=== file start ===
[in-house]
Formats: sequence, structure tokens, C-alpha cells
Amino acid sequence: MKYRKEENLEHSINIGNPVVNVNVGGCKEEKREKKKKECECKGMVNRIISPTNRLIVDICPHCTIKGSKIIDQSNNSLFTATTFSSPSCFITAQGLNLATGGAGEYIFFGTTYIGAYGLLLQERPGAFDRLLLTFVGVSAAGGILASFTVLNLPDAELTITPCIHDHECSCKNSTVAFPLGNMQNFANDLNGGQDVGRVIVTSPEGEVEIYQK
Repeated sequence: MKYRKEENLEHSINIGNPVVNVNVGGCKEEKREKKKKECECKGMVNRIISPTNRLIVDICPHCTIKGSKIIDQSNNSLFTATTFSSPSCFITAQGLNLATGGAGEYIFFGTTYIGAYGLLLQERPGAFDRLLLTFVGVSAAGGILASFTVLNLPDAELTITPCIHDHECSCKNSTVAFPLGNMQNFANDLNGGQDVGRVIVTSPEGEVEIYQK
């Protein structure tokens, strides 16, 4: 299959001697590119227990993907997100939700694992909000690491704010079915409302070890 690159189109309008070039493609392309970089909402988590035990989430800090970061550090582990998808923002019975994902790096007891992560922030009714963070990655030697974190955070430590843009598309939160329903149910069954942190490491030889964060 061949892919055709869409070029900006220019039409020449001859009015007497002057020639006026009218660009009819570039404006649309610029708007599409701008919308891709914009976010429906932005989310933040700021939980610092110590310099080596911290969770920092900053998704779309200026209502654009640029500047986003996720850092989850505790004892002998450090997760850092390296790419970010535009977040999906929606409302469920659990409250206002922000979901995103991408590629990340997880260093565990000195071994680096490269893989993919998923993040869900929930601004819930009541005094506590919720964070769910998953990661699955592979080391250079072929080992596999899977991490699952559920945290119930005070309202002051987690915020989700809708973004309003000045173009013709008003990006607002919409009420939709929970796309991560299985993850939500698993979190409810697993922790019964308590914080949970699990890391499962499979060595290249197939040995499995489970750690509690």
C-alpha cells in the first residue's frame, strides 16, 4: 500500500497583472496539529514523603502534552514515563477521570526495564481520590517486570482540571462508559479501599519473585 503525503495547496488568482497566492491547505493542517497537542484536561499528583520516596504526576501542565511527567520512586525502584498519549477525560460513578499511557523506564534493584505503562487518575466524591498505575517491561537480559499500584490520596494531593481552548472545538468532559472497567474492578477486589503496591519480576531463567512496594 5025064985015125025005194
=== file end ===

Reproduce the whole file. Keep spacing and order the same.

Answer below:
[in-house]
Formats: sequence, structure tokens, C-alpha cells
Amino acid sequence: MKYRKEENLEHSINIGNPVVNVNVGGCKEEKREKKKKECECKGMVNRIISPTNRLIVDICPHCTIKGSKIIDQSNNSLFTATTFSSPSCFITAQGLNLATGGAGEYIFFGTTYIGAYGLLLQERPGAFDRLLLTFVGVSAAGGILASFTVLNLPDAELTITPCIHDHECSCKNSTVAFPLGNMQNFANDLNGGQDVGRVIVTSPEGEVEIYQK
Repeated sequence: MKYRKEENLEHSINIGNPVVNVNVGGCKEEKREKKKKECECKGMVNRIISPTNRLIVDICPHCTIKGSKIIDQSNNSLFTATTFSSPSCFITAQGLNLATGGAGEYIFFGTTYIGAYGLLLQERPGAFDRLLLTFVGVSAAGGILASFTVLNLPDAELTITPCIHDHECSCKNSTVAFPLGNMQNFANDLNGGQDVGRVIVTSPEGEVEIYQK
């Protein structure tokens, strides 16, 4: 299959001697590119227990993907997100939700694992909000690491704010079915409302070890 690159189109309008070039493609392309970089909402988590035990989430800090970061550090582990998808923002019975994902790096007891992560922030009714963070990655030697974190955070430590843009598309939160329903149910069954942190490491030889964060 061949892919055709869409070029900006220019039409020449001859009015007497002057020639006026009218660009009819570039404006649309610029708007599409701008919308891709914009976010429906932005989310933040700021939980610092110590310099080596911290969770920092900053998704779309200026209502654009640029500047986003996720850092989850505790004892002998450090997760850092390296790419970010535009977040999906929606409302469920659990409250206002922000979901995103991408590629990340997880260093565990000195071994680096490269893989993919998923993040869900929930601004819930009541005094506590919720964070769910998953990661699955592979080391250079072929080992596999899977991490699952559920945290119930005070309202002051987690915020989700809708973004309003000045173009013709008003990006607002919409009420939709929970796309991560299985993850939500698993979190409810697993922790019964308590914080949970699990890391499962499979060595290249197939040995499995489970750690509690």
C-alpha cells in the first residue's frame, strides 16, 4: 500500500497583472496539529514523603502534552514515563477521570526495564481520590517486570482540571462508559479501599519473585 503525503495547496488568482497566492491547505493542517497537542484536561499528583520516596504526576501542565511527567520512586525502584498519549477525560460513578499511557523506564534493584505503562487518575466524591498505575517491561537480559499500584490520596494531593481552548472545538468532559472497567474492578477486589503496591519480576531463567512496594 5025064985015125025005194